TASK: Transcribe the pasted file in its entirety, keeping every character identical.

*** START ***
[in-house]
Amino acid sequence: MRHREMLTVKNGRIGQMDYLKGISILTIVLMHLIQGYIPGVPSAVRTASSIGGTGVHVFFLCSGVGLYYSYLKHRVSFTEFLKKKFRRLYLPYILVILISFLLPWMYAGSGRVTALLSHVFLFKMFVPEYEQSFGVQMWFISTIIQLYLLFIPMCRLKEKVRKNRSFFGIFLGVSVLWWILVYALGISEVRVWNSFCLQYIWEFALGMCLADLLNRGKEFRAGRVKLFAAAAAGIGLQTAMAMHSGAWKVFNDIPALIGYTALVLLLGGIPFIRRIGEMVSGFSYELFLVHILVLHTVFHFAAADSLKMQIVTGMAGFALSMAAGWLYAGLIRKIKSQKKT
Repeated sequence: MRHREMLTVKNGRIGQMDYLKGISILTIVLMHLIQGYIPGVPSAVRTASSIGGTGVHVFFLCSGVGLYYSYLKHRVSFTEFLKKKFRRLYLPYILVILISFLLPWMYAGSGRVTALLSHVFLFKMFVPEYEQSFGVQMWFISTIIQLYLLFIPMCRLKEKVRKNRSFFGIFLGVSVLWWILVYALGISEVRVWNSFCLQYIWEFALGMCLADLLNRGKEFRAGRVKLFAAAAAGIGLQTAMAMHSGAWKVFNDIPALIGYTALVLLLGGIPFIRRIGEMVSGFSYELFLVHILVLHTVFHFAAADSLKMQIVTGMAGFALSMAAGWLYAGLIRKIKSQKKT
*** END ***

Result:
[in-house]
Amino acid sequence: MRHREMLTVKNGRIGQMDYLKGISILTIVLMHLIQGYIPGVPSAVRTASSIGGTGVHVFFLCSGVGLYYSYLKHRVSFTEFLKKKFRRLYLPYILVILISFLLPWMYAGSGRVTALLSHVFLFKMFVPEYEQSFGVQMWFISTIIQLYLLFIPMCRLKEKVRKNRSFFGIFLGVSVLWWILVYALGISEVRVWNSFCLQYIWEFALGMCLADLLNRGKEFRAGRVKLFAAAAAGIGLQTAMAMHSGAWKVFNDIPALIGYTALVLLLGGIPFIRRIGEMVSGFSYELFLVHILVLHTVFHFAAADSLKMQIVTGMAGFALSMAAGWLYAGLIRKIKSQKKT
Repeated sequence: MRHREMLTVKNGRIGQMDYLKGISILTIVLMHLIQGYIPGVPSAVRTASSIGGTGVHVFFLCSGVGLYYSYLKHRVSFTEFLKKKFRRLYLPYILVILISFLLPWMYAGSGRVTALLSHVFLFKMFVPEYEQSFGVQMWFISTIIQLYLLFIPMCRLKEKVRKNRSFFGIFLGVSVLWWILVYALGISEVRVWNSFCLQYIWEFALGMCLADLLNRGKEFRAGRVKLFAAAAAGIGLQTAMAMHSGAWKVFNDIPALIGYTALVLLLGGIPFIRRIGEMVSGFSYELFLVHILVLHTVFHFAAADSLKMQIVTGMAGFALSMAAGWLYAGLIRKIKSQKKT